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Dynamic factor demand models, productivity measurement, and rates of return: Theory and an empirical application to the US Bell System

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  • Nadiri, M. Ishaq
  • Prucha, Ingmar R.

Abstract

Prucha and Nadiri (1982,1986,1988) introduced a methodology to estimate systems of dynamic factor demand that allows for considerable flexibility in both the choice of the functional form of the technology and the expectation formation process. This paper applies this methodology to estimate the production structure, and the demand for labor, materials, capital and R&D by the U.S. Bell System. The paper provides estimates for short-, intermediate- and long-run price and output elasticities of the inputs, as well as estimates on the rate of return on capital and R&D. The paper also discusses the issue of the measurement of technical change if the firm is in temporary rather than long-run equilibrium and the technology is not assumed to be linear homogeneous The paper provides estimates for input and output based technical change as well as for returns to scale. Furthermore, the paper gives a decomposition of the traditional measure of total factor productivity growth.
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  • Nadiri, M. Ishaq & Prucha, Ingmar R., 1990. "Dynamic factor demand models, productivity measurement, and rates of return: Theory and an empirical application to the US Bell System," Structural Change and Economic Dynamics, Elsevier, vol. 1(2), pages 263-289, December.
  • Handle: RePEc:eee:streco:v:1:y:1990:i:2:p:263-289
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    1. Nadiri, M. Ishaq & Prucha, Ingmar R., 1982. "Formulation and Estimation of Dynamic Factor Demand Equations Under Non-Static Expectations: A Finite Horizon Model," Working Papers 82-22, C.V. Starr Center for Applied Economics, New York University.
    2. Morrison, Catherine J., 1986. "Productivity measurement with non-static expectations and varying capacity utilization : An integrated approach," Journal of Econometrics, Elsevier, vol. 33(1-2), pages 51-74.
    3. Kollintzas, Tryphon, 1986. "A non-recursive solution for the linear rational expectations model," Journal of Economic Dynamics and Control, Elsevier, vol. 10(1-2), pages 327-332, June.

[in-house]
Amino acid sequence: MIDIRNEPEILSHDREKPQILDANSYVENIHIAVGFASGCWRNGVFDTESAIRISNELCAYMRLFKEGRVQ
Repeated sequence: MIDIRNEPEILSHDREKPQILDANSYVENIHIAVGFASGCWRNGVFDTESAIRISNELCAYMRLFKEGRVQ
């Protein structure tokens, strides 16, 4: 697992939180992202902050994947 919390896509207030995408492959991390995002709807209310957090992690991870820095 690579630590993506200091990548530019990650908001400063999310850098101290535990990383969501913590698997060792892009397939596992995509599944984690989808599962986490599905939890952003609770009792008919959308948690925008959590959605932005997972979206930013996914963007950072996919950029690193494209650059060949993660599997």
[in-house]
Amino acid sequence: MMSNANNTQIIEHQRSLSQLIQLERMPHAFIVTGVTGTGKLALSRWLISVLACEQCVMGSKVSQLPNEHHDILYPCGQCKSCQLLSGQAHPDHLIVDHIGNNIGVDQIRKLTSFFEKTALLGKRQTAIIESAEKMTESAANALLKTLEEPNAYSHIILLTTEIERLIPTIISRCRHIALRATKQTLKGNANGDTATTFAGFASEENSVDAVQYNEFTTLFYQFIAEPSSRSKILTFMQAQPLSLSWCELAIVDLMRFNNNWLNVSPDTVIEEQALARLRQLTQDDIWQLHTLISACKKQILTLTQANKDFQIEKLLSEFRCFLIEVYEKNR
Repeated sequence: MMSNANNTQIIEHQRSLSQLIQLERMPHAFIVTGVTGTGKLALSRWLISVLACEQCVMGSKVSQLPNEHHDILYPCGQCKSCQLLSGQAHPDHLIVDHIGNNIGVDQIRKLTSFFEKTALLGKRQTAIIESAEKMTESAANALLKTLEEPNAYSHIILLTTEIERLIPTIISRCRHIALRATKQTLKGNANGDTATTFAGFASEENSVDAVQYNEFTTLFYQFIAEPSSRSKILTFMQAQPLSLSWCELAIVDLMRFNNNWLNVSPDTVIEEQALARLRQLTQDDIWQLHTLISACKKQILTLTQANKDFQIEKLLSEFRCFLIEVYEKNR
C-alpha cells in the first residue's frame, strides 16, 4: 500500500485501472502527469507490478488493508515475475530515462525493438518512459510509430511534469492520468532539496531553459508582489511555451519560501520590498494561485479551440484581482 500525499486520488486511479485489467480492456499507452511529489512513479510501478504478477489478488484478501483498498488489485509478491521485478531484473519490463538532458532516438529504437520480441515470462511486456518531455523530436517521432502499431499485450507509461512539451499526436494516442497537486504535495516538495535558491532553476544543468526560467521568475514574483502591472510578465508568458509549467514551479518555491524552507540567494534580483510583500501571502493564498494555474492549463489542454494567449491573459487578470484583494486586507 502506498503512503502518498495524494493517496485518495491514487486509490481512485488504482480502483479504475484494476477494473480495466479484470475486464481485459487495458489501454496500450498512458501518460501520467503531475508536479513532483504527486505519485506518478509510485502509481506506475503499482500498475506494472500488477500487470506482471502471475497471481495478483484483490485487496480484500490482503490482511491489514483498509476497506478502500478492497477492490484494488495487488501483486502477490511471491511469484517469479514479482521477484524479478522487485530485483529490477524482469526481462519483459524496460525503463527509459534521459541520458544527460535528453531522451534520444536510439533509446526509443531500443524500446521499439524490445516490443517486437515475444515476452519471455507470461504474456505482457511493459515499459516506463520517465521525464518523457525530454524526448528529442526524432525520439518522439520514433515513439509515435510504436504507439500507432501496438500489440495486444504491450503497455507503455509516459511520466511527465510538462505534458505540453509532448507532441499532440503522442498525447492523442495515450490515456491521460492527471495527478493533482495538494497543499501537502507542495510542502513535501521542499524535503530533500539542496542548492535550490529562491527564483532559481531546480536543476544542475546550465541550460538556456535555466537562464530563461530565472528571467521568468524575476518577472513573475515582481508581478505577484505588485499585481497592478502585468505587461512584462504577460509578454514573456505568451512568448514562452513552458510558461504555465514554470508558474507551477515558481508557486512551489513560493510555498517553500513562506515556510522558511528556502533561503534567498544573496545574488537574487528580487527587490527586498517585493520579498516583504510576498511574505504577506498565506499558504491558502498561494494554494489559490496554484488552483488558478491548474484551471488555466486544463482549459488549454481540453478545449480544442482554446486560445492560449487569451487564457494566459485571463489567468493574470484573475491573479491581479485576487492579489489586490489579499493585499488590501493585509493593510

4. Lars Peter Hansen & Thomas J. Sargent, 1980. "Linear rational expectations models for dynamically interrelated variables," Working Papers 135, Federal Reserve Bank of Minneapolis.
    5. Hulten, Charles R., 1986. "Productivity change, capacity utilization, and the sources of efficiency growth," Journal of Econometrics, Elsevier, vol. 33(1-2), pages 31-50.
    6. Caves, Douglas W & Christensen, Laurits R & Diewert, W Erwin, 1982. "Multilateral Comparisons of Output, Input, and Productivity Using Superlative Index Numbers," Economic Journal, Royal Economic Society, vol. 92(365), pages 73-86, March.
    7. Bitros, George C & Kelejian, Harry H, 1976. "A Stochastic Control Approach to Factor Demand," International Economic Review, Department of Economics, University of Pennsylvania and Osaka University Institute of Social and Economic Research Association, vol. 17(3), pages 701-717, October.
    8. Caves, Douglas W & Christensen, Laurits R & Diewert, W Erwin, 1982. "The Economic Theory of Index Numbers and the Measurement of Input, Output, and Productivity," Econometrica, Econometric Society, vol. 50(6), pages 1393-1414, November.
    9. Hansen, Lars Peter & Sargent, Thomas J., 1980. "Formulating and estimating dynamic linear rational expectations models," Journal of Economic Dynamics and Control, Elsevier, vol. 2(1), pages 7-46, May.
    10. Nadiri, M Ishaq & Schankerman, M A, 1981. "Technical Change, Returns to Scale, and the Productivity Slowdown," American Economic Review, American Economic Association, vol. 71(2), pages 314-319, May.